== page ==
I have constructed a simple neural network model, for a classification problem, with 10 target classes where an input (with some number of features) is to be classified to only one of the 10 classes.

The input data that I am provided with is just features as numbers (and their target classes) - there is no context behind it, so nothing like "vitals of cancer patients" where certain incorrect classifications would need to be punished more than others. The final layer activation function is the softmax function, and the Loss function used is categorical cross entropy.

Also, the number of occurrences of each class are very similar to one another. It is very much a balanced dataset.

The evaluation metrics I currently consider are:

  • The loss function itself: categorical cross entropy.
  • Accuracy score (because of course)
  • Confusion matrix

So my question is: Which evaluation metric is the most appropriate to use given no context whatsoever - just raw numbers and balanced classes?

To add on to this question - say we were adding contexts behind the data provided, which type of contexts would warrant using each of these metrics. What would be the common use cases and drawbacks of these metrics? Are there alternate metrics that are advisable to look at for this class of problems (classification problem with multiple classes)?


1 Answer 1


The trouble with accuracy is that your model does not predict discrete classes. The neural network outputs values on a continuum that have a (granted, weak) interpretation as the probabilities of class membership.

(I say it is weak because neural networks tend to lack probability calibration. That is, when they predict a probability of $p$, the event does not happen with probability $p$.)

Consequently, your model has $0\%$ accuracy. Every prediction is at least a little bit incorrect.

In order to get a positive accuracy score or a confusion matrix, you need to convert those continuous predictions into discrete categories, and this requires you to know the consequences of making incorrect decisions. I would argue that, if you do not know the consequences of the discrete decisions, you have no business making those decisions. All you should be doing is making accurate probability predictions. While you might be able to get an accurate model, even a high accuracy score could mislead someone into thinking your model does not make crucial mistakes. Mixing up two classes might be particularly disastrous, so much so that a user is willing to make sacrifices elsewhere (even leading to a less accurate model overall) in order to minimize how often such a mistake is made.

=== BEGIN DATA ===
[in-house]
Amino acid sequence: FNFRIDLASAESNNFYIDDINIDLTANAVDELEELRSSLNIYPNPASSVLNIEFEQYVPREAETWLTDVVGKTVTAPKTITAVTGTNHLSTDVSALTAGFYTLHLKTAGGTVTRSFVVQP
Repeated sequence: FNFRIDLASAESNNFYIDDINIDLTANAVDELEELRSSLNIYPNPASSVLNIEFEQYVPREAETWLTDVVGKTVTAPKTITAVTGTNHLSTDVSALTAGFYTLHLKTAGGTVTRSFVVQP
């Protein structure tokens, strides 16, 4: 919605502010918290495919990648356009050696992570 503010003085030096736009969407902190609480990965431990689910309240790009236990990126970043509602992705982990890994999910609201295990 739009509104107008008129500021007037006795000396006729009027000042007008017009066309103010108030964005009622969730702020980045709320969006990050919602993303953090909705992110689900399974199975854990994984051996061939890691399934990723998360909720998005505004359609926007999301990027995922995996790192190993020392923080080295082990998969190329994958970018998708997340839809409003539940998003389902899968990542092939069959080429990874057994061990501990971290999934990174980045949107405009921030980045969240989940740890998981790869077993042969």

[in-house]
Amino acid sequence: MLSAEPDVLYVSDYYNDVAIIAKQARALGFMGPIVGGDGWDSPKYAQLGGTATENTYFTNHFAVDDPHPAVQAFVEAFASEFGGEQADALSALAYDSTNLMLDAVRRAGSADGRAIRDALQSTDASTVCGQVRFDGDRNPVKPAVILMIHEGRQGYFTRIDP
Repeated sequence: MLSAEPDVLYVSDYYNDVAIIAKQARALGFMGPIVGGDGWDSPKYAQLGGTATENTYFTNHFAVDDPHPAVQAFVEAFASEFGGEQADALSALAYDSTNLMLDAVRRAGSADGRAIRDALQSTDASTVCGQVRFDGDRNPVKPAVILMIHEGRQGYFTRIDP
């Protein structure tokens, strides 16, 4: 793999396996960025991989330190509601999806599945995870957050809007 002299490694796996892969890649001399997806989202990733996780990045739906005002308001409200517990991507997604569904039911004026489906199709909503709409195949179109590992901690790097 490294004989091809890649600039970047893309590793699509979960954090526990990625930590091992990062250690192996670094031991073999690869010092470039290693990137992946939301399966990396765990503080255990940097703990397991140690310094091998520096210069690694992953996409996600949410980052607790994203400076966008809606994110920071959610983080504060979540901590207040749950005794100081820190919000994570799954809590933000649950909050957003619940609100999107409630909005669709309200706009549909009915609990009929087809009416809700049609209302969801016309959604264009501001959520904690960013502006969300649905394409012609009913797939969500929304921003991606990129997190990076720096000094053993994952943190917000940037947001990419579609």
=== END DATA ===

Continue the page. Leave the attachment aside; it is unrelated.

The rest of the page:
The standard way to assess the probability predictions is through the crossentropy loss (“log loss” in some circles, much of Cross Validated being one such circle), which you can normalize using McFadden’s $R^2$. Brier score, which you can normalize using Efron’s $R^2$, could be a useful measure, too.

Related Links

Why is accuracy not the best measure for assessing classification models?

Academic reference on the drawbacks of accuracy, F1 score, sensitivity and/or specificity

Damage Caused by Classification Accuracy and Other Discontinuous Improper Accuracy Scoring Rules

Classification vs. Prediction


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